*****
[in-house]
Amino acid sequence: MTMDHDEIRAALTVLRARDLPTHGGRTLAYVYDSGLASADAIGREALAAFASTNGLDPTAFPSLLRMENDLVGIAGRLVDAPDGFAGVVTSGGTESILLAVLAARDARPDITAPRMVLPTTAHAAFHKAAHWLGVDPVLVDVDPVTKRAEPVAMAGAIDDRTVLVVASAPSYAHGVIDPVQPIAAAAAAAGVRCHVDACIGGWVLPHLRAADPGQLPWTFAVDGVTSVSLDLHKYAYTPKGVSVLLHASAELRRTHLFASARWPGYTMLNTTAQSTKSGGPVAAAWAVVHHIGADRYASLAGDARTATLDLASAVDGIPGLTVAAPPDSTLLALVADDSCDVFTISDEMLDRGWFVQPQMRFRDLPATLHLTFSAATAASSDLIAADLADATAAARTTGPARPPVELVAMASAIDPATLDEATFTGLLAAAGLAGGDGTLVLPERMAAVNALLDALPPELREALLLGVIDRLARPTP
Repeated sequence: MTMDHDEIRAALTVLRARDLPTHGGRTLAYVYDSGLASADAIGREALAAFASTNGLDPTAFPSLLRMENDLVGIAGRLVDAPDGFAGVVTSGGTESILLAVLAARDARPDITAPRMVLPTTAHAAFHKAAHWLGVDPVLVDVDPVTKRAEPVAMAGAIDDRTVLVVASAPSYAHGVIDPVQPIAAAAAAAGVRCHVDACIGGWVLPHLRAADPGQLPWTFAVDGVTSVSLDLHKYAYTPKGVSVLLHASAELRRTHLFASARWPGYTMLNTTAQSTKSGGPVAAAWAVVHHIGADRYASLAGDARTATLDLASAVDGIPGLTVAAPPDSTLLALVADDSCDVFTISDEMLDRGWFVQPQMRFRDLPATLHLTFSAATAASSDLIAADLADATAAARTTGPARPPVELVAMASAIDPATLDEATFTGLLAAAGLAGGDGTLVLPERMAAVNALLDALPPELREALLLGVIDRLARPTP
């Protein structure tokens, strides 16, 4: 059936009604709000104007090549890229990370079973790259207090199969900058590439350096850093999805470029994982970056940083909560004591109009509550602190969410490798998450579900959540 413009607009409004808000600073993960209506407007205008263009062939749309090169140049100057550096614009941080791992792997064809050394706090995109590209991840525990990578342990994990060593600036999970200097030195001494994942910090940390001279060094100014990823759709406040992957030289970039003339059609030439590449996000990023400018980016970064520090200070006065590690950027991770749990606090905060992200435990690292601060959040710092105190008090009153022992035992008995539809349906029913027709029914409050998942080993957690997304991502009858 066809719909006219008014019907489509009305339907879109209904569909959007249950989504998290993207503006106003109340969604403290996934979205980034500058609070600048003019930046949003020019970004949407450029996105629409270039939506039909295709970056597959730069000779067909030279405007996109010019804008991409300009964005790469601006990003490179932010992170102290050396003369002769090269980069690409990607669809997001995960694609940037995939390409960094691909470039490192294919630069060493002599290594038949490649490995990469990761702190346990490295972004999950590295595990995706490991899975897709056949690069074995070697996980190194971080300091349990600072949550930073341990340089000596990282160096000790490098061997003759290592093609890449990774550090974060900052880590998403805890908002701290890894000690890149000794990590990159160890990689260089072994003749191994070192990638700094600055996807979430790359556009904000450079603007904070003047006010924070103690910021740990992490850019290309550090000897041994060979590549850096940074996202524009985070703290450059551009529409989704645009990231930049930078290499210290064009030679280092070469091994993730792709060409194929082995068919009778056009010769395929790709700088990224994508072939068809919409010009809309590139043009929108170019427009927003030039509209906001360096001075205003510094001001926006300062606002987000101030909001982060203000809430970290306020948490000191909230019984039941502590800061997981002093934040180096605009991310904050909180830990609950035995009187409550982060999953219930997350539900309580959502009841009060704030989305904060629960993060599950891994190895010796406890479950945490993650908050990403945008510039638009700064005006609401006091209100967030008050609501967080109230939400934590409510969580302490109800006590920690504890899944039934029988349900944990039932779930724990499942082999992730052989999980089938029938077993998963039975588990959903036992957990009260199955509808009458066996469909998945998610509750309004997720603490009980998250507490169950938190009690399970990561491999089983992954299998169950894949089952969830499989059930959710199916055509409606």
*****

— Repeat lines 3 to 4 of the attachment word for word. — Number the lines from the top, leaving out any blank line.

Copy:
Repeated sequence: MTMDHDEIRAALTVLRARDLPTHGGRTLAYVYDSGLASADAIGREALAAFASTNGLDPTAFPSLLRMENDLVGIAGRLVDAPDGFAGVVTSGGTESILLAVLAARDARPDITAPRMVLPTTAHAAFHKAAHWLGVDPVLVDVDPVTKRAEPVAMAGAIDDRTVLVVASAPSYAHGVIDPVQPIAAAAAAAGVRCHVDACIGGWVLPHLRAADPGQLPWTFAVDGVTSVSLDLHKYAYTPKGVSVLLHASAELRRTHLFASARWPGYTMLNTTAQSTKSGGPVAAAWAVVHHIGADRYASLAGDARTATLDLASAVDGIPGLTVAAPPDSTLLALVADDSCDVFTISDEMLDRGWFVQPQMRFRDLPATLHLTFSAATAASSDLIAADLADATAAARTTGPARPPVELVAMASAIDPATLDEATFTGLLAAAGLAGGDGTLVLPERMAAVNALLDALPPELREALLLGVIDRLARPTP
């Protein structure tokens, strides 16, 4: 059936009604709000104007090549890229990370079973790259207090199969900058590439350096850093999805470029994982970056940083909560004591109009509550602190969410490798998450579900959540 413009607009409004808000600073993960209506407007205008263009062939749309090169140049100057550096614009941080791992792997064809050394706090995109590209991840525990990578342990994990060593600036999970200097030195001494994942910090940390001279060094100014990823759709406040992957030289970039003339059609030439590449996000990023400018980016970064520090200070006065590690950027991770749990606090905060992200435990690292601060959040710092105190008090009153022992035992008995539809349906029913027709029914409050998942080993957690997304991502009858 066809719909006219008014019907489509009305339907879109209904569909959007249950989504998290993207503006106003109340969604403290996934979205980034500058609070600048003019930046949003020019970004949407450029996105629409270039939506039909295709970056597959730069000779067909030279405007996109010019804008991409300009964005790469601006990003490179932010992170102290050396003369002769090269980069690409990607669809997001995960694609940037995939390409960094691909470039490192294919630069060493002599290594038949490649490995990469990761702190346990490295972004999950590295595990995706490991899975897709056949690069074995070697996980190194971080300091349990600072949550930073341990340089000596990282160096000790490098061997003759290592093609890449990774550090974060900052880590998403805890908002701290890894000690890149000794990590990159160890990689260089072994003749191994070192990638700094600055996807979430790359556009904000450079603007904070003047006010924070103690910021740990992490850019290309550090000897041994060979590549850096940074996202524009985070703290450059551009529409989704645009990231930049930078290499210290064009030679280092070469091994993730792709060409194929082995068919009778056009010769395929790709700088990224994508072939068809919409010009809309590139043009929108170019427009927003030039509209906001360096001075205003510094001001926006300062606002987000101030909001982060203000809430970290306020948490000191909230019984039941502590800061997981002093934040180096605009991310904050909180830990609950035995009187409550982060999953219930997350539900309580959502009841009060704030989305904060629960993060599950891994190895010796406890479950945490993650908050990403945008510039638009700064005006609401006091209100967030008050609501967080109230939400934590409510969580302490109800006590920690504890899944039934029988349900944990039932779930724990499942082999992730052989999980089938029938077993998963039975588990959903036992957990009260199955509808009458066996469909998945998610509750309004997720603490009980998250507490169950938190009690399970990561491999089983992954299998169950894949089952969830499989059930959710199916055509409606």